Besides the gross-out characters and bizarre screenplay (written by director, Jim Hosking, and friend, Toby Harvard), the most memorable aspect of The Greasy Strangler is the electronic, video-game-esque score by Andrew Hung – which received a nomination for Best Soundtrack at the Empire Awards. Andrew is known for being one-half of Fuck Buttons (Tarot Sport, Slow Focus), alongside Benjamin John Power. He has recently released a solo album – called Realisationship – which he wrote, performed, produced and mixed himself. I had the opportunity to talk to him this summer about The Greasy Strangler, its reception and his career so far.
The trailer for Jim Hosking’s (ABCs of Death 2, Renegades) debut feature film, The Greasy Strangler, aptly begins by preparing viewers for “scenes of excessive greasiness”. What is missing from this message is the warnings of swinging prosthetic penises, eyeballs popping out of heads, wincing gut-on-gut sex (“Seriously … imagine if I farted now…”), and excessive use of the phrases “BULLSHIT ARTIST” and “HOOTIE TOOTIE DISCO CUTIE”. Complete with a mostly unknown cast, The Greasy Strangler is a story of family values, first love and jealousy, which can be sentimental in the closing scenes… if you can make it through without fainting. Big Ronnie (Michael St. Michaels) and Big Brayden (Sky Elobar) are our protagonists, who are father and son respectively. Often dressed in bright pink jumpers and matching woolly shorts, they run a disco walking tour business in a deserted, tumbleweed-inducing part of Los Angeles, lecturing their customers on naff disco trivia (“[The Bee Gees] wrote the lyrics [to Night Fever] while they were standing in this doorway… They were waiting for a friend to pick them up. They were going out for Chinese and celebrating his birthday.”). Big Brayden is middle-aged, whiny and his OAP father’s minion, who he serves meals caked in thick, gooey grease. Brayden falls for a customer on his tour, called Janet (Elizabeth De Razzo). Throughout the 93-minute running time, both father and son compete for her love. Big Ronnie is aggressive, crude and goes on murderous rampages at night covered in his precious grease.. introducing The Greasy Strangler.
“When you are with people who haven’t seen [The Greasy Strangler], that is when it is most powerful,” Andrew Hung tells Galaxy Media. At the Sundance Film Festival (where the film debuted in the Midnight category in 2016), there were reportedly quite a few walkouts. “I watched it at Sundance,” says Andrew, “I remember this woman behind me, and she was saying ‘Oh Jesus! Oh Jesus! Oh Jesus!'”
It is probably too early to conclude whether the film will be a cult phenomenon – it certainly aimed for that status with its outlandish concept, which is nearly as bold as Pink Flamingos or The Toxic Avenger series. According to Andrew, the reception to The Greasy Strangler was mixed (like most cult films): “There is a difference between the American and English audience reaction to [the film]. There was a lot of whooping at the beginning and a lot of punching-the-air mentality [from the Americans], and that just turned into silence … [English audiences] got it. If you can imagine playing The League of Gentlemen to an English audience and an American audience, the difference between those receptions. English people are… kind of… just weirder! Even though it’s an American film, I think it is very English.” The audience were not the only people shocked by what they had just seen: the crew – including Andrew – were gobsmacked. “I remember the atmosphere before the film was very jovial,” again talking about Sundance, “All the actors – a strange group of people – were chatty and there was a lot of bravado. I remember after everybody had seen it, they were stone silent. We didn’t know what was going on. The after party was pretty much dead.”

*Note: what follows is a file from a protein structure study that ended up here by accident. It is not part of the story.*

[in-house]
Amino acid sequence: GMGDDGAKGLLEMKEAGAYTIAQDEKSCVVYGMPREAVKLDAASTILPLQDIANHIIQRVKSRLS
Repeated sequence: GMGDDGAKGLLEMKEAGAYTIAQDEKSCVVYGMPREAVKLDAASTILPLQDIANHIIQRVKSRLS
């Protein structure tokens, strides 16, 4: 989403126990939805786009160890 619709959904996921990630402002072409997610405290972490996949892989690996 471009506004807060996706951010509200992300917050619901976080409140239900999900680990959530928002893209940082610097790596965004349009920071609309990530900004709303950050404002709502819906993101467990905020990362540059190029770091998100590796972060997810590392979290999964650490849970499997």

Now Andrew has written the soundtrack for The Greasy Strangler, is composing music for films something he is going to continue? “I am interested in the collaborative aspect of it,” Andrew reveals, “working with Jim was an incredible experience, we both egged each other on. Those are the best sort of collaborations … [Jim’s] direction is kind of loose. I didn’t compose the music for any particular scene; I was composing music which was of a particular mood. It was Jim that put [the music] in place. I remember at the time I was kind of daunted by all that.” Andrew Hung’s respect for The Archbishop of Grease, Jim Hosking, maybe suggests that we can expect another collaboration in the future, especially if what Hosking offers is as exciting as The Greasy Strangler. “The last few years has been me trying to figure out what is important to me in terms of what I do with my life,” Andrew concludes, “I think I have got it down now. As long as it all comes from a place where you feel good about it, that is all I need from it.” At least you enjoy what you are doing then? “Why else would you live, I guess?”
The Greasy Strangler soundtrack is available to buy, download and stream. Andrew Hung is touring in November with Eyedress. He will be performing tracks from Realisationship and The Greasy Strangler.